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Carousel horses rescued, bumper cars not so lucky as fire burns candy store in Lagoon

FARMINGTON, Utah (ABC4) – Activity at Lagoon Amusement Park during the week looked a bit like it was then almost 60 years ago, and that’s not a good thing .

On Sunday morning, two fires broke out near the central plaza fountain of Davis County Amusement Park, taking the Carousel Candy Shop and Scamper, the kids’ bumper car ride, with them as total losses.

The blaze was reminiscent of the 1953 blaze that completely destroyed the Midway area of ​​the park, virtually the same part of the land, but fire departments from Farmington, South Davis Metro, Kaysville, Layton and Hill Air Force Base have was able to mitigate the flames to a much smaller loss on Sunday.

Courtesy of the Farmington Fire Department

The cause of the fire in the park, closed for the winter season, is still under investigation.

While the colorful and whimsical candy store has been reduced to smoldering rubble, park officials are grateful that some of the store’s most valuable items (no, not the saltwater taffy or the assortment of fudge varieties ) have been preserved and kept away from affected fire.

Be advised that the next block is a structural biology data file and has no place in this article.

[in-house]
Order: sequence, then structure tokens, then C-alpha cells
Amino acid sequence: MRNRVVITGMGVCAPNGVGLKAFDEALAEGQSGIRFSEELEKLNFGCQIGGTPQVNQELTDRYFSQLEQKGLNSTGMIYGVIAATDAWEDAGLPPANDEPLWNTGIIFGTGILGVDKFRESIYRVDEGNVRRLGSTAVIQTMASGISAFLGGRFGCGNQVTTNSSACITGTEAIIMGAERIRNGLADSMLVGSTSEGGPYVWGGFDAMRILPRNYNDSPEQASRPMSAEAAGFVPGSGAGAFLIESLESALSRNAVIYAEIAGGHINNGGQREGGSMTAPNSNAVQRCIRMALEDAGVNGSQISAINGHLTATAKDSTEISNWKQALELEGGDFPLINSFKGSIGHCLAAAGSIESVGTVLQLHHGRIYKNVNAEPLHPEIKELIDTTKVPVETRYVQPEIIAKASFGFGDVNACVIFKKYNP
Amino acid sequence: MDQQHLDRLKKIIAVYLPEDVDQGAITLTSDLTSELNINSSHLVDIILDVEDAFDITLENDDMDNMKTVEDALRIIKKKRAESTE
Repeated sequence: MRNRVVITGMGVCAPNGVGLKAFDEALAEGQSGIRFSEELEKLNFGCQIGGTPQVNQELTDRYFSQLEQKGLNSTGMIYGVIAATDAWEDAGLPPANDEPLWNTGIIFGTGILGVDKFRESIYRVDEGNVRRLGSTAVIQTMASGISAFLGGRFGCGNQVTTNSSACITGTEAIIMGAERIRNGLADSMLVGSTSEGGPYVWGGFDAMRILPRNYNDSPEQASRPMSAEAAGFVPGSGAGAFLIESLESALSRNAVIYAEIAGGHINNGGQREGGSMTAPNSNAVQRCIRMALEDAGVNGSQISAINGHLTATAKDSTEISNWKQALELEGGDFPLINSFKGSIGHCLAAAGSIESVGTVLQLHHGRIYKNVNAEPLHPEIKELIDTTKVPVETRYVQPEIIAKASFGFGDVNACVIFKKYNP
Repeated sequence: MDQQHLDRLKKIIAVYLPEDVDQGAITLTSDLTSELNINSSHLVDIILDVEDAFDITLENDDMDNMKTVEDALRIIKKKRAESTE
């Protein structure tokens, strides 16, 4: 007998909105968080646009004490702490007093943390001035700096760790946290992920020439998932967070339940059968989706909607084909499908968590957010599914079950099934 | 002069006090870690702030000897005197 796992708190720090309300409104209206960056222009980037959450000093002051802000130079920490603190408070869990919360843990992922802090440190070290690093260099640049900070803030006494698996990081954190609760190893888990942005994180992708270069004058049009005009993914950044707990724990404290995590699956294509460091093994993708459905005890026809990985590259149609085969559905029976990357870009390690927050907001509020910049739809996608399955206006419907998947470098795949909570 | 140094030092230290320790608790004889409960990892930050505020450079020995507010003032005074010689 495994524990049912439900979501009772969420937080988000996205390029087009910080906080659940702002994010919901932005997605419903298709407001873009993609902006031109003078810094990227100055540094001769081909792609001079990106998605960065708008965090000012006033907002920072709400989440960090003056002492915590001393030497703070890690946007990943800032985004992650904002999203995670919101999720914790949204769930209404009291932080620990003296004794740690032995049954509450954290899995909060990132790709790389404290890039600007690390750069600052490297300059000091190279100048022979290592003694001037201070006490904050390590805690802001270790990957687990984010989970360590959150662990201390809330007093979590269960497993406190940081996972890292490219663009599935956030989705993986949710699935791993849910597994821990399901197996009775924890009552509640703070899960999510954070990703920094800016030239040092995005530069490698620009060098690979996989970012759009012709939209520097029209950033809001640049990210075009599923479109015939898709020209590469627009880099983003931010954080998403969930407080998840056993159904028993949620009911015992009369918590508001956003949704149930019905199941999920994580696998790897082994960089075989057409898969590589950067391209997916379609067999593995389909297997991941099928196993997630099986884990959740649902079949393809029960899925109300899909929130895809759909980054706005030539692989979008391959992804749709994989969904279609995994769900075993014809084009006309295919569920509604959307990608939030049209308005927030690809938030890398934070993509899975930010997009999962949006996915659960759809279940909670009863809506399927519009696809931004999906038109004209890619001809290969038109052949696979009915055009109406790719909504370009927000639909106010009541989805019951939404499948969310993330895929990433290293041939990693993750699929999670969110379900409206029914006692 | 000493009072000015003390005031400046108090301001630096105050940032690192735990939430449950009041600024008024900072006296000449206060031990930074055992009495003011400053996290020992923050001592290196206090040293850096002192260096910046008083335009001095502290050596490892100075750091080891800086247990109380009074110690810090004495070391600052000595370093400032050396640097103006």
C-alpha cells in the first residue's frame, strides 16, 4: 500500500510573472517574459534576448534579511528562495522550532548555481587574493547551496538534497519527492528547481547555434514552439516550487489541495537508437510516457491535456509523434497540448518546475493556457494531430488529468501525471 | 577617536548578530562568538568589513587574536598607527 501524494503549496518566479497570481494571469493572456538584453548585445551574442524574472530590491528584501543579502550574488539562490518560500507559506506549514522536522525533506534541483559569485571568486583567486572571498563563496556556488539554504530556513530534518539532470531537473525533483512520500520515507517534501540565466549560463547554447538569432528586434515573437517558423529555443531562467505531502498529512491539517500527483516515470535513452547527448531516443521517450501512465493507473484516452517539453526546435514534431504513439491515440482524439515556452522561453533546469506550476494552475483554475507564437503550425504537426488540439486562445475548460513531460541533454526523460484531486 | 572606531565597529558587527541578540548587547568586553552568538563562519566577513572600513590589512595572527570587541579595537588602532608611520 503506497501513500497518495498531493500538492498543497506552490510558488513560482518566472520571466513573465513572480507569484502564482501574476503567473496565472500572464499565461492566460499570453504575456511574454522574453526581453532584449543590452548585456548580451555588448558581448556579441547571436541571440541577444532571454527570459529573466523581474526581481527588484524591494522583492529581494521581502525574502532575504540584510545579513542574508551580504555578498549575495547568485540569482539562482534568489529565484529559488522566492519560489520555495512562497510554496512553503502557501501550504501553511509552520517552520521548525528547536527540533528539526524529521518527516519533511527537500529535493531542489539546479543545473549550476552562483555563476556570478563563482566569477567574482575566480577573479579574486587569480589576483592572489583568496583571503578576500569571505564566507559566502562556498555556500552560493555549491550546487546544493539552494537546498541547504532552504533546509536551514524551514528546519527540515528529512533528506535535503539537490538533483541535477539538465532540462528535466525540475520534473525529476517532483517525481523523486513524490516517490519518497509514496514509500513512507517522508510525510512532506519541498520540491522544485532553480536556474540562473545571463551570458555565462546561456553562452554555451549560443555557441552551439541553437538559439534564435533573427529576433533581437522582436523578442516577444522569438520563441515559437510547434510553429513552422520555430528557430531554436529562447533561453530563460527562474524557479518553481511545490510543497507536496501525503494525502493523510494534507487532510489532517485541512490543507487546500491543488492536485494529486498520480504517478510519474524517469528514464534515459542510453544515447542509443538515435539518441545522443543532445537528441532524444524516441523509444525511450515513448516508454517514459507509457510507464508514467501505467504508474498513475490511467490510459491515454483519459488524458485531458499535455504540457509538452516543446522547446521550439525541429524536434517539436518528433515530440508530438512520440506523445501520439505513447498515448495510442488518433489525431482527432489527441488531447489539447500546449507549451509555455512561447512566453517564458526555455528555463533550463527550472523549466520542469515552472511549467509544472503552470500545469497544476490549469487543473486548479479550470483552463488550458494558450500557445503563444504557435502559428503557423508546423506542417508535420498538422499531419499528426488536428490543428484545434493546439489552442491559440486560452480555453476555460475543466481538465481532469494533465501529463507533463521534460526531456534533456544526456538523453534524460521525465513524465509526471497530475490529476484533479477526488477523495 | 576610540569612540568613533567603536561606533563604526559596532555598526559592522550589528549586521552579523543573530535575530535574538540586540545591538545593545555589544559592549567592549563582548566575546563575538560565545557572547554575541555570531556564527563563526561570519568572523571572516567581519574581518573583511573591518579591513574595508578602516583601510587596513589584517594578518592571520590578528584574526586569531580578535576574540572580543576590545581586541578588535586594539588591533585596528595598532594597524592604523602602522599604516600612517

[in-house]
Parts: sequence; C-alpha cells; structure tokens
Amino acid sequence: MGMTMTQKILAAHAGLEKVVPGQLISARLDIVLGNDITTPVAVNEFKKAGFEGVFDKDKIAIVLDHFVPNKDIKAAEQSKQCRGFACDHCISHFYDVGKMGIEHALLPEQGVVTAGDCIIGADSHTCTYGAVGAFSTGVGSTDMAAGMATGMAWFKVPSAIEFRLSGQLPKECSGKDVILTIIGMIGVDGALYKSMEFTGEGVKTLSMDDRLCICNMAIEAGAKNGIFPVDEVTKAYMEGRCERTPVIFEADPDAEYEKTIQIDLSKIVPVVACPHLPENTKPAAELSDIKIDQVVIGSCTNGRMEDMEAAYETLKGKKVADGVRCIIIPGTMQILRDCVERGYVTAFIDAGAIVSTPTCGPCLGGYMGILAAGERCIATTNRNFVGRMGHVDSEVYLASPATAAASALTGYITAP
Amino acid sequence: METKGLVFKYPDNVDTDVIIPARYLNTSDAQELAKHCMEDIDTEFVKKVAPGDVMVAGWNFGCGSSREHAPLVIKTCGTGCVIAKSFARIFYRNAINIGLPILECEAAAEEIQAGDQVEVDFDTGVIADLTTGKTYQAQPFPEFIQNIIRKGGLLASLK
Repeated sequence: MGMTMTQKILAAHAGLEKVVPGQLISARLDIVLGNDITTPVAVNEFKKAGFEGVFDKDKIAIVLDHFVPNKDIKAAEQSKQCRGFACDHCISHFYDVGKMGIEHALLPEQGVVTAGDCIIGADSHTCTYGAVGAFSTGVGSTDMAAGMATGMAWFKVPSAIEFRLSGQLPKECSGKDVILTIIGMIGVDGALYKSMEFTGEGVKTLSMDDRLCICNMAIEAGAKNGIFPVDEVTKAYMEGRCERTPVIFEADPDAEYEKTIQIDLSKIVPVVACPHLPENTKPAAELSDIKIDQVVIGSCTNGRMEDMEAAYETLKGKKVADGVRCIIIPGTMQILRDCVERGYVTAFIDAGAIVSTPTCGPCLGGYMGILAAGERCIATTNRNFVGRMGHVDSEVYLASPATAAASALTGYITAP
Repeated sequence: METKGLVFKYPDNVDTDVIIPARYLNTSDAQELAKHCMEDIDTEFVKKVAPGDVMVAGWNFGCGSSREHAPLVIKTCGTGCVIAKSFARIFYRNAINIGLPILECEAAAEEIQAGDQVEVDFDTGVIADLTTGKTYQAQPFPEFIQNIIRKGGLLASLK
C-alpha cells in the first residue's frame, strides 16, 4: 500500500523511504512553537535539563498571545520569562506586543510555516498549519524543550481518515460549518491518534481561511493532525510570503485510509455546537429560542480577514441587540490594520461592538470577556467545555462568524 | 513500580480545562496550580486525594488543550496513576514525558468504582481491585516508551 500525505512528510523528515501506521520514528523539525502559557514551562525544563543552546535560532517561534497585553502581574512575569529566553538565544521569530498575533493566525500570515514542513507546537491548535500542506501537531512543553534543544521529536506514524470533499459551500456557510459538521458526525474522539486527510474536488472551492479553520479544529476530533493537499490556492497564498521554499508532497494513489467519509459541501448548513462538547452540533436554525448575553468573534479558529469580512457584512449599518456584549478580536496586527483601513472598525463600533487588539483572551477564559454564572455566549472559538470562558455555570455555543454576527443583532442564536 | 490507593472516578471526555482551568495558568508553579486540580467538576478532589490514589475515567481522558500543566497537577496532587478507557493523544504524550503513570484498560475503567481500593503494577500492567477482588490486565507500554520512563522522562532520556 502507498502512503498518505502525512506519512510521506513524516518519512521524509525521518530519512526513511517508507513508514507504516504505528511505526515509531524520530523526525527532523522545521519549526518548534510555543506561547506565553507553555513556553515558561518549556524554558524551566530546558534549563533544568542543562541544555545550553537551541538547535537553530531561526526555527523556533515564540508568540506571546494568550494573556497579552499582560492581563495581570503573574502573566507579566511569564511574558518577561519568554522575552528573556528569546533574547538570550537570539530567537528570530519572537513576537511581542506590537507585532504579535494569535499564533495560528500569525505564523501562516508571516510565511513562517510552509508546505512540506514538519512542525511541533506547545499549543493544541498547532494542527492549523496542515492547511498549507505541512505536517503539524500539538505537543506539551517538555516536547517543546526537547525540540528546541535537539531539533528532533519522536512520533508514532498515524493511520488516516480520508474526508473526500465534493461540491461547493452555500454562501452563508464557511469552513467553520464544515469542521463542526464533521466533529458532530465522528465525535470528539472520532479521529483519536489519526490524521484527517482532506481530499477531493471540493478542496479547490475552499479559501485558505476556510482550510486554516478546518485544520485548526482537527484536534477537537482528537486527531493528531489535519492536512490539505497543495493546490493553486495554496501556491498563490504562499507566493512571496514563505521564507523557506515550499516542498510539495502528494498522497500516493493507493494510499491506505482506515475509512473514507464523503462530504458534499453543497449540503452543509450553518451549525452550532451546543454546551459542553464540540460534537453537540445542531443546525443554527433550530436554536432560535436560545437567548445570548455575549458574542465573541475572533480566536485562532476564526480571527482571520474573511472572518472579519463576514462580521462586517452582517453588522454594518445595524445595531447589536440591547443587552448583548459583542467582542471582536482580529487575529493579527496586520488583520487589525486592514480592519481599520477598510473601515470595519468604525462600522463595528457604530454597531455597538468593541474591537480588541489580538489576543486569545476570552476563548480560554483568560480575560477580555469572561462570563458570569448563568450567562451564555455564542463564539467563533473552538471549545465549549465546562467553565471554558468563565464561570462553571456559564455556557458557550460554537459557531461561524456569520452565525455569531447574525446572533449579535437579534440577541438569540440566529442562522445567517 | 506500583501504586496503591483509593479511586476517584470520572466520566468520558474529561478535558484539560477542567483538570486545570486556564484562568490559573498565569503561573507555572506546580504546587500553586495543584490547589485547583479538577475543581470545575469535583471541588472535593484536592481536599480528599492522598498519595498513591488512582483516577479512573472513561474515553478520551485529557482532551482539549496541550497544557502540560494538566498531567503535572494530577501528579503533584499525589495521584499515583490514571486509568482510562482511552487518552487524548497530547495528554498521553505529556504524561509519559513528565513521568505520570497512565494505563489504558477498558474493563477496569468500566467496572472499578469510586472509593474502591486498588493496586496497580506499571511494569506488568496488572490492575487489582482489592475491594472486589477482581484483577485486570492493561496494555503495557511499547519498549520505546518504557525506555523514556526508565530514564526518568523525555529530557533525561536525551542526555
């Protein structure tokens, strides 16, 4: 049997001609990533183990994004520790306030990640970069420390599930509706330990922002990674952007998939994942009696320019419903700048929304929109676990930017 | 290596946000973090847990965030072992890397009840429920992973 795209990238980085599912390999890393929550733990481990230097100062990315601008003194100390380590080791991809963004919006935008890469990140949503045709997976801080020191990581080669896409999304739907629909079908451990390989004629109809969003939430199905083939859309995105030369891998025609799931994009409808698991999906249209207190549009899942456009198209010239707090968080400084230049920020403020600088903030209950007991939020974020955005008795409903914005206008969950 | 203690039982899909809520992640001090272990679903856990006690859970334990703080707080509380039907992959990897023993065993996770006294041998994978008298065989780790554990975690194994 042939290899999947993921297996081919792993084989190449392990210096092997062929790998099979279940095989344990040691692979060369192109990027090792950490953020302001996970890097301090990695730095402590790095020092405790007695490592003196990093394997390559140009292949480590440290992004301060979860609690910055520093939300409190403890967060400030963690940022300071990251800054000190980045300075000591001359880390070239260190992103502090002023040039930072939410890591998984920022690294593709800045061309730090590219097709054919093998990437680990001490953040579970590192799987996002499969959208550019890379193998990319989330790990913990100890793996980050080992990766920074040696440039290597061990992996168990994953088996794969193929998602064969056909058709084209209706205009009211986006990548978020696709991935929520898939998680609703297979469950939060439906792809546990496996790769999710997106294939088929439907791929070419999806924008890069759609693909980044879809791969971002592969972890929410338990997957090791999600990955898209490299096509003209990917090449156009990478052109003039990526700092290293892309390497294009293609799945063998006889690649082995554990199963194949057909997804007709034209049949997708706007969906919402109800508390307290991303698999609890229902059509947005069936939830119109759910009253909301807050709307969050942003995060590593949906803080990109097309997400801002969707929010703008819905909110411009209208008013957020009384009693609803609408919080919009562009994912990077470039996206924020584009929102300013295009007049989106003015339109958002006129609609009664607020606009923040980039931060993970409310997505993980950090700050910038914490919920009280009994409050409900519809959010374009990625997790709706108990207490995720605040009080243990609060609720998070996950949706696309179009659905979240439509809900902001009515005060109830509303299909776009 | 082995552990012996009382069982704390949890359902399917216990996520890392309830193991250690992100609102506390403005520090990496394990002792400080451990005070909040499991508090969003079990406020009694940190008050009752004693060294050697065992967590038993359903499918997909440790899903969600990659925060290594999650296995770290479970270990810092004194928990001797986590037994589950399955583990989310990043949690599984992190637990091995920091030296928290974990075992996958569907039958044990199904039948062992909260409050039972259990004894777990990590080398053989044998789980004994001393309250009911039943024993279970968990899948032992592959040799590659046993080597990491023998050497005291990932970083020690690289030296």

“We had several antique carousel figures on display in the candy store and were able to retrieve them before the fire rekindled later that evening,” Lagoon spokesperson Adam Leishman told ABC4.com, noting that the park offers three rides at the National Historic Site. Register as well as many other attractions and buildings of historical significance. “We are working hard to preserve these historic elements for future generations to enjoy and we are delighted that the figures in the carousel have not suffered any damage.”

A photograph of a pair of Farmington Fire Department firefighters valiantly running one of the horses in the carousel of the fire damaged building served as a fun visual of an otherwise unfortunate ordeal.

Courtesy of the Farmington Fire Department

As Leishman expresses the park’s relief for saving the horses, he describes a bit of melancholy for the loss of the bumper car attraction, which had been in its place in Lagoon since the 1960s. When the first fire was extinguished inside the candy store, a second flame rekindled in the old building, spreading much faster and engulfing the store and the adjacent bumper car ride.

“The park is very sad to lose the children’s bumper cars,” he says. “Scamper was one of the park’s many children’s attractions that generations have enjoyed.”

Bulgy the Whale, another popular attraction for smaller and younger guests, was also damaged in severe windstorms that hit Davis County in September 2020.

“Fortunately, we were able to restore Bulgy for our reopening in 2021,” Leishman notes.

While it’s still very early in the process of figuring out how to reuse the damaged area, Leishman says park management hopes everything will be “buttoned up” before the park’s planned reopening in the spring.

After all, it has already been done after a fire in Lagoon, he says.

“The park opened on time in 1954 and Lagoon will do the same in 2022.”


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